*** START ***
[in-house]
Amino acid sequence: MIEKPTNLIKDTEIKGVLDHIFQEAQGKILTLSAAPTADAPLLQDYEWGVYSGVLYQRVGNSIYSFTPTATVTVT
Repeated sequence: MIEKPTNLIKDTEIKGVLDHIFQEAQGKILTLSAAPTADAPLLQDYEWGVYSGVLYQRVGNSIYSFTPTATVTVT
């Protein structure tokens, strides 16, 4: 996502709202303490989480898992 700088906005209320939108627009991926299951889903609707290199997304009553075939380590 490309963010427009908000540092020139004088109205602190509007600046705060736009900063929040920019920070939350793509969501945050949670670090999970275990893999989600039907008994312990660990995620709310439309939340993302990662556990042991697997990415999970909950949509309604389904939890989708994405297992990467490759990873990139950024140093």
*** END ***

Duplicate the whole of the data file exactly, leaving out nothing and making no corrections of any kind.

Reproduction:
[in-house]
Amino acid sequence: MIEKPTNLIKDTEIKGVLDHIFQEAQGKILTLSAAPTADAPLLQDYEWGVYSGVLYQRVGNSIYSFTPTATVTVT
Repeated sequence: MIEKPTNLIKDTEIKGVLDHIFQEAQGKILTLSAAPTADAPLLQDYEWGVYSGVLYQRVGNSIYSFTPTATVTVT
């Protein structure tokens, strides 16, 4: 996502709202303490989480898992 700088906005209320939108627009991926299951889903609707290199997304009553075939380590 490309963010427009908000540092020139004088109205602190509007600046705060736009900063929040920019920070939350793509969501945050949670670090999970275990893999989600039907008994312990660990995620709310439309939340993302990662556990042991697997990415999970909950949509309604389904939890989708994405297992990467490759990873990139950024140093």